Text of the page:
Saves time chopping and mincing, a safe alternative too! Garlic salt, also called garlic powder is even finer and stronger. A healthy root that can boost the immune system. Used in Asian cooking, it is often grated and added to wok prepared stirfry dishes right after browning the garlic. After rehydrating it in water, it can easily be grated using our kyocera ceramic grater!
Its naturally good for you. I have been told that Ginger is good for digestion and blood circulation. Goji berries can also lead to weight loss or better weight control as they help control blood sugar levels and ease your appetite. Packed with fiber, this fruit is both filling and beneficial to your health. A great natural snack, chew them up like raisins. You should eat some every day. Chefs Note: Great in vegetable soup or add to hot tea! Ours are wild picked, naturally organic, first rate 1 quality, tender and medium sized.
Packed with fiber, this tart fruit is both filling and beneficial to your health. I like them in hot chamomile tea. Chefs Note: Reddish brown color, slightly larger than pictured. Great reconstituted and baked in muffins, first rate 1 quality, tender and medium sized. The flavor of the Guajillo is distinct, slightly fruity with a strong piney, berry under taste.
Guajillo flavors dishes easily, a little goes a long way. Our 1 grade chiles measure 3 to 5 inches in length and is about 1 inch wide. The color is a brick red with deep burgundy tones and the skins is smooth. This Chile is between a 2 - 4 on the heat scale of 1 - Guajillo, combined with the Pasilla and Ancho, form the "holy trinity" of chiles used to prepare the traditional mole sauces. Scoville heat units 2, to 5, Soak in warm water for a few minutes.
This flavor comes from the presence of geosmin. We like it in pies and sauces. Spicy hot dishes are extremely rare in Cantonese cuisine. The spices are hot but more subtle, designed for marinades and sprinkling on foods. Americans taste buds do not necessarily align with the taste buds of people around the world; for example, there are many cultures that consume much spicier cuisine than the typical American.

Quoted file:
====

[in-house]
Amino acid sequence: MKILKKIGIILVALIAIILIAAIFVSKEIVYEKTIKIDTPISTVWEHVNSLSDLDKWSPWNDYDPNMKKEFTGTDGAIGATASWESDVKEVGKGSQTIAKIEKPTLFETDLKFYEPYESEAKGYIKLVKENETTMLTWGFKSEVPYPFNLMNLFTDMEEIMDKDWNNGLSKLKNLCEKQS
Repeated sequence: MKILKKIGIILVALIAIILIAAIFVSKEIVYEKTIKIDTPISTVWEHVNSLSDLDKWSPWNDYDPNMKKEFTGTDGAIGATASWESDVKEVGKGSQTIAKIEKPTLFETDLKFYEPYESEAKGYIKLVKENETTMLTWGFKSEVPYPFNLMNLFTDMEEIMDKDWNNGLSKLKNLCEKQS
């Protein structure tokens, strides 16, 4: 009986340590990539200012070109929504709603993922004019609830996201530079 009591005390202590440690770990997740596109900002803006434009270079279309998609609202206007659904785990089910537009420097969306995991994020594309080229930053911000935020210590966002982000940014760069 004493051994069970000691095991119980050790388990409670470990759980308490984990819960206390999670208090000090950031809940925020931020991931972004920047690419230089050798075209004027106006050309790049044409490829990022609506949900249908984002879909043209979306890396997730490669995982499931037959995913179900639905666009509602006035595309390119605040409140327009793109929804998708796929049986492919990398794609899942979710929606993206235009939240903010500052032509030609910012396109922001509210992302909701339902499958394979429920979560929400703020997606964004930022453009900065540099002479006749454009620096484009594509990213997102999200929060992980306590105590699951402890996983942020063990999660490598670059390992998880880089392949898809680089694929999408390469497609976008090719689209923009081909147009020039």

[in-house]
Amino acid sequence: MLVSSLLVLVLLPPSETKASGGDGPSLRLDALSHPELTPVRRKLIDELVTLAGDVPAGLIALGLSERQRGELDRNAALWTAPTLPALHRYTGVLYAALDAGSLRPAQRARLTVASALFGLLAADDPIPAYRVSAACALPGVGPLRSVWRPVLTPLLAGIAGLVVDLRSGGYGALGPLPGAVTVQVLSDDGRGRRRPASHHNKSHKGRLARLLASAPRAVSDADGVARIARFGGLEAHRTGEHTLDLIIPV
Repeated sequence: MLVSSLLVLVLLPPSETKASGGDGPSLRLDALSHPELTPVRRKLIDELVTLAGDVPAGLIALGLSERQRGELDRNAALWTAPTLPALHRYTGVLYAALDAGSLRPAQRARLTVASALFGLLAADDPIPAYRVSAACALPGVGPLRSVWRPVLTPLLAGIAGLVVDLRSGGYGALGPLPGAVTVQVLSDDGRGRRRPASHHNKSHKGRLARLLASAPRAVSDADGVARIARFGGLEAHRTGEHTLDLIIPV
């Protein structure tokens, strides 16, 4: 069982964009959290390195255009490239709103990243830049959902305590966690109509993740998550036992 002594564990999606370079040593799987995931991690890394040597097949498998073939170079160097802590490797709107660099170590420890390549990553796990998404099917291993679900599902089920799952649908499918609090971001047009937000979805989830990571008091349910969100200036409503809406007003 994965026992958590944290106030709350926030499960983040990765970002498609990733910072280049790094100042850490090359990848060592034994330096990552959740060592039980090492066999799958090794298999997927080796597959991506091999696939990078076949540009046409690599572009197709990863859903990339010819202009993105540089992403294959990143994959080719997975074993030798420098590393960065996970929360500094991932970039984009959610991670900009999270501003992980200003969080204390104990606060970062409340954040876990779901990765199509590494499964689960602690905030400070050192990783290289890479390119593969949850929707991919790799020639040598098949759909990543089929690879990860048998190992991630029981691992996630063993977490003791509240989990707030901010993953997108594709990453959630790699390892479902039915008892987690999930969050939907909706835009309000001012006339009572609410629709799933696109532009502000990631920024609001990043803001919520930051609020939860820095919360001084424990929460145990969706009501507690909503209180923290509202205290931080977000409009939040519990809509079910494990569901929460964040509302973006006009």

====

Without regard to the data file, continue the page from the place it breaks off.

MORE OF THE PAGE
Guajillo Peppers, Whole Dried 1 lb. We like ours in beef burritos and giambotta see recipe section. Diced saves time, or just soak them in warm water for a few minutes and use like fresh peppers! Choose whole or diced below. Hatch Peppers, Whole Dried 1 lb. A unique blend of colorful habanero peppers, sun dried and then ground. Be careful with this powder, it is the hottest pepper powder known to man.
A small pinch will season tacos for 6 servings! We heard this stuff will stop a grizzly bear in its tracks Don't Try It! Chefs Note: Just a pinch and I feel the hot burn of edible fire.
Hand mixed blend includes: savory, rosemary, cracked fennel, thyme, basil, tarragon, lavender, and marjoram. A flavorful addition to dishes from the Mediterranean region and French cuisine. Use in stews with baked tomatores or roast chicken, apply before grilling or baking to kabobs, chicken and white fish. Ours taste just like fresh dried herbs from the French countryside.